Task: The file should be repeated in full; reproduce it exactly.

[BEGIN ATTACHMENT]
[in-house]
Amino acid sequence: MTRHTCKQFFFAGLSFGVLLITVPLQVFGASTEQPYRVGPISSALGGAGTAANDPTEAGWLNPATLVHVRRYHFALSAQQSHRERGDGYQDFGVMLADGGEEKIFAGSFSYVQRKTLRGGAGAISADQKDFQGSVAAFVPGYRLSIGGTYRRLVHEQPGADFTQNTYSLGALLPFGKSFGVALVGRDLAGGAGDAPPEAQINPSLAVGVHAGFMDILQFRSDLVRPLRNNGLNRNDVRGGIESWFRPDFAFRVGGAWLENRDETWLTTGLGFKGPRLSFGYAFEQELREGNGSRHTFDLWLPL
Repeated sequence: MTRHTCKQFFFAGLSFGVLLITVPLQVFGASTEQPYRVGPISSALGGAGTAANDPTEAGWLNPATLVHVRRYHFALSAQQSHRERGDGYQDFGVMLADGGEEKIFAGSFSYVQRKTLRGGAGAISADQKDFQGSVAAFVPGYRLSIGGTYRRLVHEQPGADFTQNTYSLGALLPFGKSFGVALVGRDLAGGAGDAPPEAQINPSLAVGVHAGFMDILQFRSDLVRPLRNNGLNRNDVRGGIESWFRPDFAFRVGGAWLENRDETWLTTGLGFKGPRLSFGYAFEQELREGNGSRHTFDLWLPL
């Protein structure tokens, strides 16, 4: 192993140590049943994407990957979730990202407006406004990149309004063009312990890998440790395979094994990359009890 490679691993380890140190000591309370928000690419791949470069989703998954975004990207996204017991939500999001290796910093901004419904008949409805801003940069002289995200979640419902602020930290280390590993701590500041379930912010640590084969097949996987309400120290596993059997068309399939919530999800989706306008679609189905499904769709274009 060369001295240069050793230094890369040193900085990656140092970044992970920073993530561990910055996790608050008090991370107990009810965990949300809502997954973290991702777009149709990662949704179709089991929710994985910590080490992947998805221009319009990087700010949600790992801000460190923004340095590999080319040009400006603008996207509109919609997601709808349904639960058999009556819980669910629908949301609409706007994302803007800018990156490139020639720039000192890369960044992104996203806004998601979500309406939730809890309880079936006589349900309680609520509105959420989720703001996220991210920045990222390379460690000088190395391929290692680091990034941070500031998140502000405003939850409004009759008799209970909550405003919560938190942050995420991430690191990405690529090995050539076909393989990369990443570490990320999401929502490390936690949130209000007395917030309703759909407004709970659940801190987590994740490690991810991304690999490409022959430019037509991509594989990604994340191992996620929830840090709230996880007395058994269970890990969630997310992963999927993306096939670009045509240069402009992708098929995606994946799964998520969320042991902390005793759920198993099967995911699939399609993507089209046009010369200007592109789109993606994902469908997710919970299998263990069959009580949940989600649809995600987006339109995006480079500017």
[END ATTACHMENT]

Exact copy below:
[in-house]
Amino acid sequence: MTRHTCKQFFFAGLSFGVLLITVPLQVFGASTEQPYRVGPISSALGGAGTAANDPTEAGWLNPATLVHVRRYHFALSAQQSHRERGDGYQDFGVMLADGGEEKIFAGSFSYVQRKTLRGGAGAISADQKDFQGSVAAFVPGYRLSIGGTYRRLVHEQPGADFTQNTYSLGALLPFGKSFGVALVGRDLAGGAGDAPPEAQINPSLAVGVHAGFMDILQFRSDLVRPLRNNGLNRNDVRGGIESWFRPDFAFRVGGAWLENRDETWLTTGLGFKGPRLSFGYAFEQELREGNGSRHTFDLWLPL
Repeated sequence: MTRHTCKQFFFAGLSFGVLLITVPLQVFGASTEQPYRVGPISSALGGAGTAANDPTEAGWLNPATLVHVRRYHFALSAQQSHRERGDGYQDFGVMLADGGEEKIFAGSFSYVQRKTLRGGAGAISADQKDFQGSVAAFVPGYRLSIGGTYRRLVHEQPGADFTQNTYSLGALLPFGKSFGVALVGRDLAGGAGDAPPEAQINPSLAVGVHAGFMDILQFRSDLVRPLRNNGLNRNDVRGGIESWFRPDFAFRVGGAWLENRDETWLTTGLGFKGPRLSFGYAFEQELREGNGSRHTFDLWLPL
């Protein structure tokens, strides 16, 4: 192993140590049943994407990957979730990202407006406004990149309004063009312990890998440790395979094994990359009890 490679691993380890140190000591309370928000690419791949470069989703998954975004990207996204017991939500999001290796910093901004419904008949409805801003940069002289995200979640419902602020930290280390590993701590500041379930912010640590084969097949996987309400120290596993059997068309399939919530999800989706306008679609189905499904769709274009 060369001295240069050793230094890369040193900085990656140092970044992970920073993530561990910055996790608050008090991370107990009810965990949300809502997954973290991702777009149709990662949704179709089991929710994985910590080490992947998805221009319009990087700010949600790992801000460190923004340095590999080319040009400006603008996207509109919609997601709808349904639960058999009556819980669910629908949301609409706007994302803007800018990156490139020639720039000192890369960044992104996203806004998601979500309406939730809890309880079936006589349900309680609520509105959420989720703001996220991210920045990222390379460690000088190395391929290692680091990034941070500031998140502000405003939850409004009759008799209970909550405003919560938190942050995420991430690191990405690529090995050539076909393989990369990443570490990320999401929502490390936690949130209000007395917030309703759909407004709970659940801190987590994740490690991810991304690999490409022959430019037509991509594989990604994340191992996620929830840090709230996880007395058994269970890990969630997310992963999927993306096939670009045509240069402009992708098929995606994946799964998520969320042991902390005793759920198993099967995911699939399609993507089209046009010369200007592109789109993606994902469908997710919970299998263990069959009580949940989600649809995600987006339109995006480079500017």